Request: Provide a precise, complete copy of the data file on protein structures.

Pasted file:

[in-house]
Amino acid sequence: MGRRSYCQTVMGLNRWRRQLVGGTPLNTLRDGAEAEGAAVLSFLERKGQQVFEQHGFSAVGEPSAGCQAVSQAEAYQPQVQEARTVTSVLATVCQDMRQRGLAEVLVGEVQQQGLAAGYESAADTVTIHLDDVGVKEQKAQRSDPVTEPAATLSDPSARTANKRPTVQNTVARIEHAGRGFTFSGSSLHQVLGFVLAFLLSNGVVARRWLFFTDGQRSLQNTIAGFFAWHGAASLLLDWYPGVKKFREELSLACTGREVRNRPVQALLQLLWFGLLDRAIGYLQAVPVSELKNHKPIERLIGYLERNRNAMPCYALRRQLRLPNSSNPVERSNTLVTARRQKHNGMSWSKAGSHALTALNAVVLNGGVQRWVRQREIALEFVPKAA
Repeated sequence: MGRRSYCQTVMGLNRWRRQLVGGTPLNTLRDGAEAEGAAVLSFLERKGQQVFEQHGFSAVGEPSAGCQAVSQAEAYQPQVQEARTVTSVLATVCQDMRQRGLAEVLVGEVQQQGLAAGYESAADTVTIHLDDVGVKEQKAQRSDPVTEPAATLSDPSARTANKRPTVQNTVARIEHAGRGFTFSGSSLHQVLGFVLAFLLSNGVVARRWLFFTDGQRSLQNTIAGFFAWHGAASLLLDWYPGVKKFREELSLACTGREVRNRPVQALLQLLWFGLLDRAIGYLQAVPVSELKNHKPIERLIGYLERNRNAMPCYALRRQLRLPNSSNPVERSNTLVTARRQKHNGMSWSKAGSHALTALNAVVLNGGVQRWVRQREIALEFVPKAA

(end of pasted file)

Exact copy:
[in-house]
Amino acid sequence: MGRRSYCQTVMGLNRWRRQLVGGTPLNTLRDGAEAEGAAVLSFLERKGQQVFEQHGFSAVGEPSAGCQAVSQAEAYQPQVQEARTVTSVLATVCQDMRQRGLAEVLVGEVQQQGLAAGYESAADTVTIHLDDVGVKEQKAQRSDPVTEPAATLSDPSARTANKRPTVQNTVARIEHAGRGFTFSGSSLHQVLGFVLAFLLSNGVVARRWLFFTDGQRSLQNTIAGFFAWHGAASLLLDWYPGVKKFREELSLACTGREVRNRPVQALLQLLWFGLLDRAIGYLQAVPVSELKNHKPIERLIGYLERNRNAMPCYALRRQLRLPNSSNPVERSNTLVTARRQKHNGMSWSKAGSHALTALNAVVLNGGVQRWVRQREIALEFVPKAA
Repeated sequence: MGRRSYCQTVMGLNRWRRQLVGGTPLNTLRDGAEAEGAAVLSFLERKGQQVFEQHGFSAVGEPSAGCQAVSQAEAYQPQVQEARTVTSVLATVCQDMRQRGLAEVLVGEVQQQGLAAGYESAADTVTIHLDDVGVKEQKAQRSDPVTEPAATLSDPSARTANKRPTVQNTVARIEHAGRGFTFSGSSLHQVLGFVLAFLLSNGVVARRWLFFTDGQRSLQNTIAGFFAWHGAASLLLDWYPGVKKFREELSLACTGREVRNRPVQALLQLLWFGLLDRAIGYLQAVPVSELKNHKPIERLIGYLERNRNAMPCYALRRQLRLPNSSNPVERSNTLVTARRQKHNGMSWSKAGSHALTALNAVVLNGGVQRWVRQREIALEFVPKAA